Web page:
Only six were actually from Cambridge: Stanley P. Smith, captain of the rowing team; C. T. Studd, captain of the cricket squad; William Cassels, a Church of England curate; Cecil Polhill-Turner, a lieutenant in the Royal Dragoons; his brother Arthur, in training for the priesthood; and Montague Beauchamp, also in training for ministry. The non-Cambridge member was Dixon Hoste, a lieutenant in the Royal Artillery.
Studd was one of England’s most famous cricket players; he had helped beat Australia only for the Australians to then defeat England and have the event labeled as the death of English cricket: “The body will be cremated and the ashes taken to Australia.” Studd and the English team then went to Australia and won back the trophy, now named the “Ashes.” With the potential of a brilliant sports career, he headed for the mission field instead.
They arrived in Shanghai on March 18, 1886. At first some tried to bypass the challenge of learning Chinese by praying for the gift of tongues. But once in Shanxi province, they proved willing to place themselves under the leadership of Chinese pastor Hsi whose ministry of prayer, exorcism, and use of morphine to cure opium addicts went beyond anything they’d experienced in England.
Later Cassels, Arthur Polhill, and Beauchamp relocated to Szechwan, where a Church of England diocese was established as part of the CIM with Cassels consecrated bishop. In 1903 Hoste succeeded Taylor as general director of the CIM. Beauchamp functioned as an independent missionary, using family wealth to support the CIM and build its headquarters in Shanghai.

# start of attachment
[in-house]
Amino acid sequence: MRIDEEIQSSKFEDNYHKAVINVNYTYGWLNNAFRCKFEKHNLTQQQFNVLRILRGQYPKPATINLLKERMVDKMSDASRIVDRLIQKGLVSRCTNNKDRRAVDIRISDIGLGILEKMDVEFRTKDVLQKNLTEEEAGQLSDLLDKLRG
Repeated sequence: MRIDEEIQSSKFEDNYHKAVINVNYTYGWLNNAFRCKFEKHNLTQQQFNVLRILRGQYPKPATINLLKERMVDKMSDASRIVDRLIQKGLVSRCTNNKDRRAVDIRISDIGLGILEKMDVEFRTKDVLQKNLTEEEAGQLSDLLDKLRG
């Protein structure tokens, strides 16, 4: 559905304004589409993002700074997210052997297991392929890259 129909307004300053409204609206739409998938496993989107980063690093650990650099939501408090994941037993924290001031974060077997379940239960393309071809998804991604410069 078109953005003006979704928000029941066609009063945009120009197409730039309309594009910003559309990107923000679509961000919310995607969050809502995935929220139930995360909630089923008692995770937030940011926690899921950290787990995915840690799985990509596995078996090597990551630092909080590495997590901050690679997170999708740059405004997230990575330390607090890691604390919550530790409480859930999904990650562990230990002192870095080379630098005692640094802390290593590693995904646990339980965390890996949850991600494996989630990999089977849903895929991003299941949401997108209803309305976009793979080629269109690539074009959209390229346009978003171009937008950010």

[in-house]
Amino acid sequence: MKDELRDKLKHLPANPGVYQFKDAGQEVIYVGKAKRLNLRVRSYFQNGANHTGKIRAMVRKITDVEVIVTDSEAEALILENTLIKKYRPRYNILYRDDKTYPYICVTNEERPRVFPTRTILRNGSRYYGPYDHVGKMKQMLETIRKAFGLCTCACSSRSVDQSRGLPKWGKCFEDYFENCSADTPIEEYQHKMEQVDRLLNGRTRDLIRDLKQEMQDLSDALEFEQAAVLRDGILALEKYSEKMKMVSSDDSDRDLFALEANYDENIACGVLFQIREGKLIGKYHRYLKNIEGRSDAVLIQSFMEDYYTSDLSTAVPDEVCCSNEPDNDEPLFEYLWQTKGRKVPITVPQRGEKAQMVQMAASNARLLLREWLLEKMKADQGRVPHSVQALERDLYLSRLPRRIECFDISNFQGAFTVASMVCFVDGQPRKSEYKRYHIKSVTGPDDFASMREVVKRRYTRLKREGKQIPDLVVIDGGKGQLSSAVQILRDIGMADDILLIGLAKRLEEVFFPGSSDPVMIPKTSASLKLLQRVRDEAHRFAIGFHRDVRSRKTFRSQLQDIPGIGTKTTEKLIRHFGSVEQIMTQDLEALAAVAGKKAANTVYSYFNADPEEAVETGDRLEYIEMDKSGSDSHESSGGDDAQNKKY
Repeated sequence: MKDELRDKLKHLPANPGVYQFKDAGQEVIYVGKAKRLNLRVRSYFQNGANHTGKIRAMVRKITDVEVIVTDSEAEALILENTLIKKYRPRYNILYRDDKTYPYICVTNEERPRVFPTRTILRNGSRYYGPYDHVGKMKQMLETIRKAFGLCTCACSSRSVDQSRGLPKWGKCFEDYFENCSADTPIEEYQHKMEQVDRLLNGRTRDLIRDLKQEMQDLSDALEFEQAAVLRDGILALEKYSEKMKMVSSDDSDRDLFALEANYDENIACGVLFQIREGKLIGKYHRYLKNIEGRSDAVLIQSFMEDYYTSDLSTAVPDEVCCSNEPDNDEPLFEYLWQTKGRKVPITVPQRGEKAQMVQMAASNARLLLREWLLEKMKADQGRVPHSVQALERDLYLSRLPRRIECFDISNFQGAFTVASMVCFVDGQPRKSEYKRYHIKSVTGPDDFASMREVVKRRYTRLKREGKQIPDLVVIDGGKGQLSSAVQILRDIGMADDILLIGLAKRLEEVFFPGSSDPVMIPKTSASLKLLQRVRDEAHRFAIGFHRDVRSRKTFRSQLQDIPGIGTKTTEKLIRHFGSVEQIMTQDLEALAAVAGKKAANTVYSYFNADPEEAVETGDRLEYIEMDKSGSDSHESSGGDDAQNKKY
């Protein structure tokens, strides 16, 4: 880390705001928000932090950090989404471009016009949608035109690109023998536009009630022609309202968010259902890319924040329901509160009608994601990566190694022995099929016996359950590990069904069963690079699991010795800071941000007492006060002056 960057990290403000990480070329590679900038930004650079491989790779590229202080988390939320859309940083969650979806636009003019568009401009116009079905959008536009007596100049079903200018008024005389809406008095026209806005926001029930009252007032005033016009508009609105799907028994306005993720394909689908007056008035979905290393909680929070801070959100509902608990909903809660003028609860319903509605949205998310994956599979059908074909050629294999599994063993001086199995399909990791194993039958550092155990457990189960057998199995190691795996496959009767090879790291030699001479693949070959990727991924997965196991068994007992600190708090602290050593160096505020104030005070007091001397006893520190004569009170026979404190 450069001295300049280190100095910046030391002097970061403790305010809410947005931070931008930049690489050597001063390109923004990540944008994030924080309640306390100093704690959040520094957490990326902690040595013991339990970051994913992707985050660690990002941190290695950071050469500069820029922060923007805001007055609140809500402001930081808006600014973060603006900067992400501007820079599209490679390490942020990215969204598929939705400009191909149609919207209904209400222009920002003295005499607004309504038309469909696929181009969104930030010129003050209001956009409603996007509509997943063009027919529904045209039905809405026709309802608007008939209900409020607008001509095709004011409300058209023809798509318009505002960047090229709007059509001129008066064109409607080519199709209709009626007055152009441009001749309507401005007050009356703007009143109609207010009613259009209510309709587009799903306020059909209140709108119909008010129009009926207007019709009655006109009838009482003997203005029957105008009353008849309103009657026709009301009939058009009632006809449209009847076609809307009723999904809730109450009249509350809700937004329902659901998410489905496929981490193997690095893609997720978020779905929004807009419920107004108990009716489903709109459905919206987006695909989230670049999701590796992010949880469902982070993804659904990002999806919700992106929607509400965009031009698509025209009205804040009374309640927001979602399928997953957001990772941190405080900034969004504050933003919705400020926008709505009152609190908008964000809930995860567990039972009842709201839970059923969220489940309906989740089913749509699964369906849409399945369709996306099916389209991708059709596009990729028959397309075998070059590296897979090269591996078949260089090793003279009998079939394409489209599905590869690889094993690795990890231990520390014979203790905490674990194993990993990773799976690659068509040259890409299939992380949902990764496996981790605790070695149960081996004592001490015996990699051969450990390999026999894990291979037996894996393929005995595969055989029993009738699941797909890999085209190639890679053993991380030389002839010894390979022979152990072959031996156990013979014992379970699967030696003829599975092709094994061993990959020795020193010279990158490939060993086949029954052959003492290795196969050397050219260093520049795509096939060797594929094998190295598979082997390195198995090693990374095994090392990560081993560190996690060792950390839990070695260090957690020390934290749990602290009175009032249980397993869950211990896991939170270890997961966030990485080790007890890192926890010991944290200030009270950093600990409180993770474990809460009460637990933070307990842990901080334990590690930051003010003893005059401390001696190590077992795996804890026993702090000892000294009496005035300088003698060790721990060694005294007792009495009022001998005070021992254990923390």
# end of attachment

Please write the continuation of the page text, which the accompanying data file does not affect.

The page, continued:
None of the men lost their sense of God’s call on their lives, but not all stayed with the CIM. Studd (1860–1931) resigned in 1890, ministering in India and then the Congo and forming the Heart of Africa Mission—now the Worldwide Evangelization Crusade. In 1904 Smith resigned after adopting a “wider hope” theology, which held that salvation in Christ was possible for those who had never been evangelized. He remained in China and in good relationship with the CIM. Cecil Polhill left in 1900 after the Boxer uprising; he and Studd were early visitors to Azusa Street in February 1908 as the Pentecostal movement began to blossom in the United States. Polhill later became the first president of the Pentecostal Missionary Union in Britain.
Fourteen for Christ
At St. Andrews the students had gained as good an understanding of overseas mission as it was possible to get at that time without leaving England. At Cambridge the popular adulation of sporting heroes was pressed into the service of the gospel—but as they responded to the immediacy of the need, the fervor of revival, and holiness piety, they found a channel in the CIM. The two groups represented different eras but were similarly young, intense, capable, and earnest—sometimes embarrassingly so. Friendships during their spiritual, social, and academic formation gave them strength and wisdom they carried into their years of service and sacrifice ahead, united in ongoing growth in Christ even as their paths diverged. CH
By John Roxborogh
[Christian History originally published this article in Christian History Issue #132 in 2019]John Roxborogh is honorary fellow in the department of theology and religion at the University of Otago, Dunedin, New Zealand, and coauthor of The St. Andrews Seven: The Finest Flowering of Missionary Zeal in Scottish History. He has taught church history and mission studies in Malaysia and New Zealand.